• See inside the contents of a file.

You may also want to know how to clear your terminal screen if it becomes too crowded with text. You can do this with the command cls at the Windows command prompt and the command clear at the Unix/Mac command line. (Even after clearing the screen, you should be able to scroll up in your terminal windows to see what you’ve done in the past.)


  1. To gain a basic familiarity with the command line.
  2. To install and use MALLET with the sample data included in the package.
  3. To reflect on the uses and limitations of topic modeling in historical research.
  4. To gain experience and confidence in following a detailed tutorial for an unfamiliar tool.


There are both technical and non-technical requirements for this assignment, but the two parts are separable. I recommend that you attempt the technical part first since it will probably take longer, but if you get stuck, you should be able to answer the questions in the non-technical part before completing the techy stuff.

Technical Requirements

Complete the tutorial on Getting Started with Topic Modeling and MALLET at the Programming Historian, which will show you how to install MALLET and then use it on the sample documents included with the package.

This requirement will be completed when you tweet two screenshots of your work to the course hashtag #ricedh. More specifically:

  • One screenshot should, like Figure 8 in the tutorial, show the output of a train-topics command on the sample data set discussed in the tutorial, but should show that you generated 15 topics instead of the default 10.
  • One screenshot should, like Figure 10 in the tutorial, show a screenshot of the tutorial_composition.txt file generated by your 15-topic model opened in Excel. (If you don’t have Excel installed on your computer, you can also satisfy this requirement by creating a GitHub Gist containing the contents of your tutorial_composition.txt file and tweeting the link to the Gist instead.)

If you are not familiar with how to take screenshots on your computer, do some Googling to find out the answer, or ask on Twitter for help. You will also need to learn how to post photos on Twitter.

Non-Technical Requirements

After reading the Friday texts about topic modeling and trying out MALLET yourself, you should be able to figure out answers to the following two questions:

  1. Suppose we wanted to create a topic model of the runaway slave ads we have collected on our Google Spreadsheet. What first steps would we have to take to get from our spreadsheet of permalinks to a *.mallet file that we could train topics on?
  2. In his Mining the Dispatch project, Robert K. Nelson used MALLET to find articles that were likely to be fugitive slave ads in a large corpus of digitized newspapers. What feature(s) of the Portal to Texas History would have prevented us from using the same method to discover ads in the Telegraph and Texas Register? Be as specific and thorough as possible. (Here’s a hint: do some searching for keywords in the Telegraph and Texas Register on the Portal, and notice what kinds of results you get back. Does the kind of result returned by a keyword search tell you something about the way that the underlying text documents in the Portal are stored and separated from each other?)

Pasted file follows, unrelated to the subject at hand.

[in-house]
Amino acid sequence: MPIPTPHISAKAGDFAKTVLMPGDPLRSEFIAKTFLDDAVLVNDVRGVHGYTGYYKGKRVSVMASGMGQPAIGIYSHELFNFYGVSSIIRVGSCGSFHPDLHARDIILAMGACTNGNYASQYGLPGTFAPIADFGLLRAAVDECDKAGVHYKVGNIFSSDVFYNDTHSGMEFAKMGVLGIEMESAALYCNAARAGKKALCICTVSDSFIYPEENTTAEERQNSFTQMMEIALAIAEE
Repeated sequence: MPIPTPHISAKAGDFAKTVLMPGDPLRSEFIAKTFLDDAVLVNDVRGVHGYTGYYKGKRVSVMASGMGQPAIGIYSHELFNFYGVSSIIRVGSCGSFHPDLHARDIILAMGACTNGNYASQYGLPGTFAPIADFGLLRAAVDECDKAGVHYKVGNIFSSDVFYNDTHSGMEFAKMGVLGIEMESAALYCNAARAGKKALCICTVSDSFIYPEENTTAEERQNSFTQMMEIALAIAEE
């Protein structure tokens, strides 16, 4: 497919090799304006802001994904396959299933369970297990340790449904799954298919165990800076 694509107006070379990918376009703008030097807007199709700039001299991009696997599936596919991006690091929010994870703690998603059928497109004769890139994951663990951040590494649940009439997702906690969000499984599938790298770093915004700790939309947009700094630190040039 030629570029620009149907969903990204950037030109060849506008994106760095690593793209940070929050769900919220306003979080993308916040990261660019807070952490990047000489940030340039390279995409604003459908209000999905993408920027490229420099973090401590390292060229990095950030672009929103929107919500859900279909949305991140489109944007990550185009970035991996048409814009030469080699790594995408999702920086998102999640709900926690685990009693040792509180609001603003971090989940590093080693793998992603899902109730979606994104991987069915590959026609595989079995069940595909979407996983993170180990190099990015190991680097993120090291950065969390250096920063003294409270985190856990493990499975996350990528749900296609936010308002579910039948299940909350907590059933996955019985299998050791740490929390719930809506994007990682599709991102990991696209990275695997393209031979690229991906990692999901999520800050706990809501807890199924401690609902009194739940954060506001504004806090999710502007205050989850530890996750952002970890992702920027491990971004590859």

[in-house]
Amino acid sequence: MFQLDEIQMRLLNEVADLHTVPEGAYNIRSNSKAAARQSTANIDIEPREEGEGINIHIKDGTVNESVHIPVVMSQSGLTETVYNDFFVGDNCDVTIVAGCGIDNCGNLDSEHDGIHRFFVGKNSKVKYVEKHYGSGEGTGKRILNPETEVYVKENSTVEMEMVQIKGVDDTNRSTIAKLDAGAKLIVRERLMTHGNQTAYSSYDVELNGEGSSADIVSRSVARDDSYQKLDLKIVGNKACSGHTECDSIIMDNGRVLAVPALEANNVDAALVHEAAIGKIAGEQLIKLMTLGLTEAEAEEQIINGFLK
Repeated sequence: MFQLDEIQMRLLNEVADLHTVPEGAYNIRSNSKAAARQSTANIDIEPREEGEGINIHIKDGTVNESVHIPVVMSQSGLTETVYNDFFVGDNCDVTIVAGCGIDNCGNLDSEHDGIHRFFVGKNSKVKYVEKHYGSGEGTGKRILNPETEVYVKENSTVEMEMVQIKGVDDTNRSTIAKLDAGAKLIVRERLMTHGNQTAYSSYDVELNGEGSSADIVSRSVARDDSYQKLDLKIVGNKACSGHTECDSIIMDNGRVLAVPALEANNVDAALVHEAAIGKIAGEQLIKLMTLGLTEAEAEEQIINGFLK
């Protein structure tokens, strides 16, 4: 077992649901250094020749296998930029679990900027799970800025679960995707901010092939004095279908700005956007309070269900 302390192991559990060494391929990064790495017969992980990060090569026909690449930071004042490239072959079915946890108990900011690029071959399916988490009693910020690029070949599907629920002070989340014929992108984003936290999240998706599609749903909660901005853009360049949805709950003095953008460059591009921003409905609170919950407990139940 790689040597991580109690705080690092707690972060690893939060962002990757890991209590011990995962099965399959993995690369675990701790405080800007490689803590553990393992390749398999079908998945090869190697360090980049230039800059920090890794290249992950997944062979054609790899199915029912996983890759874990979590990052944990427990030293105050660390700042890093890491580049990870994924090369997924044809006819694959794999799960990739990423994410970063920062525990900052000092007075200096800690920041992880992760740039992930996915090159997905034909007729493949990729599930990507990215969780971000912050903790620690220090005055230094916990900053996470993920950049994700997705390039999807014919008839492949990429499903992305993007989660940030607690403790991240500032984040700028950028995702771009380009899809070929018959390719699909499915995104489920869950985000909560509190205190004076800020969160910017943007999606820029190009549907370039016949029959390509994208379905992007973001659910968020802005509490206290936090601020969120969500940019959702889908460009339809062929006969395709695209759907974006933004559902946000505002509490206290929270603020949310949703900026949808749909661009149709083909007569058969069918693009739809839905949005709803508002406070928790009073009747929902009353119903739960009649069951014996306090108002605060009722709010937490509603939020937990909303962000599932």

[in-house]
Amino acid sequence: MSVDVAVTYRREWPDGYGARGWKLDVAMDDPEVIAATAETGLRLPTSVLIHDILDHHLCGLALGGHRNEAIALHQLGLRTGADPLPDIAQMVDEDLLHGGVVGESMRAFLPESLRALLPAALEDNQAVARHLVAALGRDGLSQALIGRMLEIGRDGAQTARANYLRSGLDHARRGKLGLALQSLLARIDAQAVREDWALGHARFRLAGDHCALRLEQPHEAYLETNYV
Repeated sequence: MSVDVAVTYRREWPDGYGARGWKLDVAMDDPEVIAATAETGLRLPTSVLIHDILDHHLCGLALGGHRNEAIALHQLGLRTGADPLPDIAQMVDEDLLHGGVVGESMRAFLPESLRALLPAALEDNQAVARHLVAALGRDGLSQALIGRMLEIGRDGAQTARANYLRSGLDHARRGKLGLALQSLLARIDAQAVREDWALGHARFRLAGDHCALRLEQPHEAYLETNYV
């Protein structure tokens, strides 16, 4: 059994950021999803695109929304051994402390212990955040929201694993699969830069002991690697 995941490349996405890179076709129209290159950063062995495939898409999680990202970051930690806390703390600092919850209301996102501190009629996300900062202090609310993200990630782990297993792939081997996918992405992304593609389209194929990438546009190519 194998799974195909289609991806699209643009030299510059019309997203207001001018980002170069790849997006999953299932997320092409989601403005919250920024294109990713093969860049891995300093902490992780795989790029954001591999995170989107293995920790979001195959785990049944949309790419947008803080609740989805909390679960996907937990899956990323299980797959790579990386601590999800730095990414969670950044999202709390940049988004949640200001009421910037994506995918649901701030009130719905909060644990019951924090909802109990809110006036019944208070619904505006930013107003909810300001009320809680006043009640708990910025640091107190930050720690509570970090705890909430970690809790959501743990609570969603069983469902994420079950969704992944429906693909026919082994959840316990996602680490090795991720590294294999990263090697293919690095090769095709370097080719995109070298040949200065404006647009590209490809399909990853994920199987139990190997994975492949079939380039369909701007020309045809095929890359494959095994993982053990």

Write up an email to me answering both of these questions. You should be able to answer them with just a few sentences in each case—no more than two good-sized paragraphs should do the job.

Summary and Evaluation

Successful completion of this assignment will include:

  • Two screenshots posted to Twitter to satisfy the technical requirements.
  • An email to me answering the two non-technical questions.

Because this assignment has several, separable parts, I will divide up the points for the assignment this way when evaluating your homework: two points for each screenshot, and three points for each answer in the email.

Help! I’m Stuck!

There is a good possibility you’ll encounter technical difficulties when doing this assignment. Don’t fret or bang your head against the wall all weekend if you are getting an error message that is not mentioned in the tutorial, or if you are having trouble getting the same results shown in the tutorial. Instead, get help!

You can always take to Twitter if you need help. If you are getting error messages in your terminal that are longer than 140-characters or difficult to explain, you can also use a Gist, as you did in the first homework, to get help. Copy and paste the strange output of your terminal into a Gist, putting an explanation of what produced it in the Gist "description," and then tweet the URL to that Gist to our course hashtag to see if I or another student can help. (And remember, helping out other students is a way to score well on the Team Participation part of your grade.)

Remember, though, the academic integrity policies for the course. Do not get someone else to do the work for you and be sure to acknowledge any pointers or technical assistance you received—in this case by noting it in your email to me.